- Get some greenery. Having plants in your office prevents fatigue and keeps you focused. It can actually boost productivity by 15%. And they purify the air to boot. Here are some good low-maintenance options that are great at air purification: Snake plants, red-edged dracaena, spider plants, English ivy, and pothos plants. Try to get them from good sources that don't use nasty chemicals and pesticides, as that's not good for you or the planet.
- Keep it warm. One study raised the temperature in an office from 68 to 77 degrees Fahrenheit. They found that 77 degrees was optimal, with increased productivity and decreased errors. I found this surprising, as I always thought that chilly environments were better at keeping people alert and focused. 🤷♂️
- Improve your audioscape. I covered this in my article on time efficiency. It's important to remove distractions like traffic, noisy neighbors, etc. from your workspace. Noise-canceling headphones can help. So can brown noise, the sound of rain, classical music, or things like Endel focus music. Normal music is great too (that's actually my preference because it pumps me up) but the lyrics can be distracting for some.
- Choose your colors wisely. The color of your office can have an effect on how you feel. According to color psychologist, Angela Wright, green is reassuring and balancing, yellow can stimulate and lift your spirits, and blue can stimulate thought and help you communicate. But it depends a bit on the shade, and too much of any color can be overwhelming. Choose a color that feels right for you.
- Keep it eco-friendly: I wish that went without saying. It's up to you, your business, and your office to be good stewards of our planet. Reduce, reuse, recycle. Don't buy stuff you don't need. If you need it, check the sourcing first. Try Craiglist for second-hand products, or support eco-friendly companies. Consider using renewable energy like solar. Go paperless or use recycled paper. Use eco-friendly cleaning products. Use TP made from recycled paper. Munch on snacks that are good for you and the planet — support organic/sustainable/regenerative agriculture. Watch your energy usage by turning off your electronics and even unplugging them (or turning of the power strip), as idle electronics are a huge energy drain. Rely on natural light instead of turning on electronic lights whenever possible. The list goes on, but the point is to be conscious of your impact, and take responsibility for it.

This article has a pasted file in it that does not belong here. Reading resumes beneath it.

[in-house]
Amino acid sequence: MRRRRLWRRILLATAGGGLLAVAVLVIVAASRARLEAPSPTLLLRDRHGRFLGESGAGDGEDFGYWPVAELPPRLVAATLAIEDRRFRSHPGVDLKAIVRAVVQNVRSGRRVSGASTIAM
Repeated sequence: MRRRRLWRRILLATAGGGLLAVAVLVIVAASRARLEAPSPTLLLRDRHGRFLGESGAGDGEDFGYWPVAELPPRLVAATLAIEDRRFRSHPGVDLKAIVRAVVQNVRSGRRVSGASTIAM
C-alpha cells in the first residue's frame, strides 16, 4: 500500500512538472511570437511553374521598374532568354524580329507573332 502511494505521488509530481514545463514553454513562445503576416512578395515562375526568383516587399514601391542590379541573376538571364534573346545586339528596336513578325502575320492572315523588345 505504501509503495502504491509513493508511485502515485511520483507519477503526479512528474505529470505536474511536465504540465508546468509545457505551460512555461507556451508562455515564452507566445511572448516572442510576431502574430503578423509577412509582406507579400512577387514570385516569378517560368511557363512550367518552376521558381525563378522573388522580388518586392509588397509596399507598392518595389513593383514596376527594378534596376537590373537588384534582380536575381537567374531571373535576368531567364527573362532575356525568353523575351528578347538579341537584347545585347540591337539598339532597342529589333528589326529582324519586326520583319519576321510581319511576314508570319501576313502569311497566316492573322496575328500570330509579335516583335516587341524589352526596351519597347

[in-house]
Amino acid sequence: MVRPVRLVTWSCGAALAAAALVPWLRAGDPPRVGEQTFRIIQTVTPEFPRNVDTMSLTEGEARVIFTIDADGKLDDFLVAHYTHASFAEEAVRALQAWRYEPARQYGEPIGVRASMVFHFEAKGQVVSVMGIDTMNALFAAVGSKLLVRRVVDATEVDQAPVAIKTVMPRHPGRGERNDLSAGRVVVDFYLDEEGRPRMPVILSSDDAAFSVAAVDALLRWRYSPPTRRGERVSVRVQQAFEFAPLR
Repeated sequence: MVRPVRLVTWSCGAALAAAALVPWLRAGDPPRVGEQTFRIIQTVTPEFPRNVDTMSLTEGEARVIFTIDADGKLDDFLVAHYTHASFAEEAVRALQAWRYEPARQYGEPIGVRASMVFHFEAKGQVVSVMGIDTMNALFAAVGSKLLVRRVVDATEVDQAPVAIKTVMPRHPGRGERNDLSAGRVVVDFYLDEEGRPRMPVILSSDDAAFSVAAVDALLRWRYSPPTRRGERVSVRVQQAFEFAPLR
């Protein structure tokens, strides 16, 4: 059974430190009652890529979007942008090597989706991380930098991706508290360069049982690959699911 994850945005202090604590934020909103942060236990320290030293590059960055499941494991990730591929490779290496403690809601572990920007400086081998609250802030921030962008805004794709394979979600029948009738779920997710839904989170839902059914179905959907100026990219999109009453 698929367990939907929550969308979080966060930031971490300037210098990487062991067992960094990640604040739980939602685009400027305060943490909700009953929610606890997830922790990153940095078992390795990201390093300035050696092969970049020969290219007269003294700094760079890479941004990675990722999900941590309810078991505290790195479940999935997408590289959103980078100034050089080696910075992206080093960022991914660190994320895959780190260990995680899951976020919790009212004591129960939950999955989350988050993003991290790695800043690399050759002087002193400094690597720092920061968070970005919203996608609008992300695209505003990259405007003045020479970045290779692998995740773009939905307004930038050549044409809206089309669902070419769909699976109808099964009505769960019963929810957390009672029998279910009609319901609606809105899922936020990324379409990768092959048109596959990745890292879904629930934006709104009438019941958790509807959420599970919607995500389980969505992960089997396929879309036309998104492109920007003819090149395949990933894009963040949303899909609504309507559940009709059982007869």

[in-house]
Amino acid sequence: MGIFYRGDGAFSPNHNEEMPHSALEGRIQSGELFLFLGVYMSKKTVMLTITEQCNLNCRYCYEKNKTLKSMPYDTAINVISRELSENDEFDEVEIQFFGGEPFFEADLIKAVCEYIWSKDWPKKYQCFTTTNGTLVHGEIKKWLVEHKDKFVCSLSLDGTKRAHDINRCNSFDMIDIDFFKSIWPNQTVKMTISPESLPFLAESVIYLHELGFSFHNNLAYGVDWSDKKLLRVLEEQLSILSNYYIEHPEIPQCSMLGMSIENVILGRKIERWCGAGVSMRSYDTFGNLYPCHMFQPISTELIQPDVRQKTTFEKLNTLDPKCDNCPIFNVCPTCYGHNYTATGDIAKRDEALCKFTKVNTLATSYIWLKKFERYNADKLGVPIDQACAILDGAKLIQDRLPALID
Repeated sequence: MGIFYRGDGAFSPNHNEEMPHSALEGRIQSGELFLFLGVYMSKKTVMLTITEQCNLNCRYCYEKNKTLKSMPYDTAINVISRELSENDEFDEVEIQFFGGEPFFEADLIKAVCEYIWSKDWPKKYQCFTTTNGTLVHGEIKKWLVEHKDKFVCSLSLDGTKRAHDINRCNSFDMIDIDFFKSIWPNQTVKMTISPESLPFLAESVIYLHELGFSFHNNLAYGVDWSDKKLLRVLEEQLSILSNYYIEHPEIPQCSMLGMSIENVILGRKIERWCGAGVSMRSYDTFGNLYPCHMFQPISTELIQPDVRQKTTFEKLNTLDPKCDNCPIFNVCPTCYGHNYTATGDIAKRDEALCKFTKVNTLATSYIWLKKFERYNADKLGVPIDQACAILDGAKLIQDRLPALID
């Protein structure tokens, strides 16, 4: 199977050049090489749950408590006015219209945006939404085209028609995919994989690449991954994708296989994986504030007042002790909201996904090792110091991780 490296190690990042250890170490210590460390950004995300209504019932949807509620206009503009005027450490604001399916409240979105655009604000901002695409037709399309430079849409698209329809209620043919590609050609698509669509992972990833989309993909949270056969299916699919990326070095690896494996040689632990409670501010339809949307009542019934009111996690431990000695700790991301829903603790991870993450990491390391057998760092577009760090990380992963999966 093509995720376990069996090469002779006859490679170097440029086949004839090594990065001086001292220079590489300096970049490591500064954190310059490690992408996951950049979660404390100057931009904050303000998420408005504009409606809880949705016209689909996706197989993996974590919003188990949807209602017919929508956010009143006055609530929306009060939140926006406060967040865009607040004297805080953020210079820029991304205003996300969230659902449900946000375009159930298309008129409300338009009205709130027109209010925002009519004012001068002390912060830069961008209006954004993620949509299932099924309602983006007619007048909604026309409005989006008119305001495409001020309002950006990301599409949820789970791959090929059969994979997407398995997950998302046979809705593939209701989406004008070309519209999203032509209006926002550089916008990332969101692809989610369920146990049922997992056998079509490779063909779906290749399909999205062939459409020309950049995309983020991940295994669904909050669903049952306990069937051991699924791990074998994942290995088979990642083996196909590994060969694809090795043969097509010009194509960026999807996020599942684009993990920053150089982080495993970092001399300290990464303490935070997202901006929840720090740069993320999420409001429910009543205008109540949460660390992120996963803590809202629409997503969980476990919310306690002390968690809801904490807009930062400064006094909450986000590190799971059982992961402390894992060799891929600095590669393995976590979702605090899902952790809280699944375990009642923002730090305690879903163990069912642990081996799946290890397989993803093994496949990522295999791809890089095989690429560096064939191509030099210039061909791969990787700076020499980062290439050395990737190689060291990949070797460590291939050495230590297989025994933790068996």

Minimalist desk setups
When I started working in tech as a project manager a few lifetimes ago, I worked with a brilliant developer whose workspace consisted of a huge desk, a laptop, three monitors, an iPhone, and an iPad — all set up to look like something straight out of a sci-fi flick. I thought it was just the coolest thing. Then, one day, I showed up at the office and it was all gone. He had done a hard 180 toward minimalism in order to improve his focus. As far as I know, he never went back.
Turns out, he was onto something. A minimalist desk can increase productivity. It also removes distractions, frees up space in your office, and it tends to be cheaper. Plus, many of us dig the aesthetic.
A lot of what I’ve said above pertains to minimalist desk setups, so suffice it to say that if you go this route, you’ll have to be pretty cut-throat about what is important enough to put on your desk. Look into desk organizers, cable management systems, and simply adding drawers. Everything should have its designated place (labeling can help with that).
And set aside 5 minutes every day to keep your workspace clean, organized, and well-maintained.
Cool desk setup inspo
Looking for some inspiration? Check out:
What's your desk setup?
Hopefully, I'll have mine very soon. In the meantime, I'll use the standing desk below as inspiration — add a few windows, change the art, remove the extra keyboard, and I'm all about it.
What does your desk look like? Flex your workspace game below. 💪